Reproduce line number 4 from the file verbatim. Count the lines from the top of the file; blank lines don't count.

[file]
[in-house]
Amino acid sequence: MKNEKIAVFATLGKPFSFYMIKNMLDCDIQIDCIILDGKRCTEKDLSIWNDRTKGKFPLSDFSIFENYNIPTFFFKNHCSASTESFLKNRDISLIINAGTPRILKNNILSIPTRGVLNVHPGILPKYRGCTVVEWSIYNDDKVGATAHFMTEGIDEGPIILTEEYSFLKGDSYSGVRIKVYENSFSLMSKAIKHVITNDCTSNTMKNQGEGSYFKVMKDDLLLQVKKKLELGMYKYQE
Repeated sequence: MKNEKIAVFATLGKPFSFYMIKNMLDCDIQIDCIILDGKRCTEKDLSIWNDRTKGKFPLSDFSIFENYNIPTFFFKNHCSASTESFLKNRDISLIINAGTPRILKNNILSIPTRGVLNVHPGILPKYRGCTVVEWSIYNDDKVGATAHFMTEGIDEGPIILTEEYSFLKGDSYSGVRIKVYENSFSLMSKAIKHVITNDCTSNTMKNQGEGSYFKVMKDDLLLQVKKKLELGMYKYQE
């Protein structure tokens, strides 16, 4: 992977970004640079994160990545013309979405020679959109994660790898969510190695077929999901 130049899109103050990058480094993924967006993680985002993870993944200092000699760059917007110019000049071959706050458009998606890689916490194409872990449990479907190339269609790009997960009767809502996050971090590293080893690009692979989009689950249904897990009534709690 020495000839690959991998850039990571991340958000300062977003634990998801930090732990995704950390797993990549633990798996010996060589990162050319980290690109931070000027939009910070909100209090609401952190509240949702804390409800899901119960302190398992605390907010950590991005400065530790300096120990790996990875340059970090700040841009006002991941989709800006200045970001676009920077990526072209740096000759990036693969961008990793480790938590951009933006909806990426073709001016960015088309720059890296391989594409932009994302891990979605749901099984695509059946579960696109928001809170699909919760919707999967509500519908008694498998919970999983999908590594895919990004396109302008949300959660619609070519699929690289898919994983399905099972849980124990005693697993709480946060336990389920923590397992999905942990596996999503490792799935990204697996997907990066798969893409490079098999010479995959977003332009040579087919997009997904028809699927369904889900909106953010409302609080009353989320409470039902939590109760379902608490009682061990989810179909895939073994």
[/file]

């Protein structure tokens, strides 16, 4: 992977970004640079994160990545013309979405020679959109994660790898969510190695077929999901 130049899109103050990058480094993924967006993680985002993870993944200092000699760059917007110019000049071959706050458009998606890689916490194409872990449990479907190339269609790009997960009767809502996050971090590293080893690009692979989009689950249904897990009534709690 020495000839690959991998850039990571991340958000300062977003634990998801930090732990995704950390797993990549633990798996010996060589990162050319980290690109931070000027939009910070909100209090609401952190509240949702804390409800899901119960302190398992605390907010950590991005400065530790300096120990790996990875340059970090700040841009006002991941989709800006200045970001676009920077990526072209740096000759990036693969961008990793480790938590951009933006909806990426073709001016960015088309720059890296391989594409932009994302891990979605749901099984695509059946579960696109928001809170699909919760919707999967509500519908008694498998919970999983999908590594895919990004396109302008949300959660619609070519699929690289898919994983399905099972849980124990005693697993709480946060336990389920923590397992999905942990596996999503490792799935990204697996997907990066798969893409490079098999010479995959977003332009040579087919997009997904028809699927369904889900909106953010409302609080009353989320409470039902939590109760379902608490009682061990989810179909895939073994």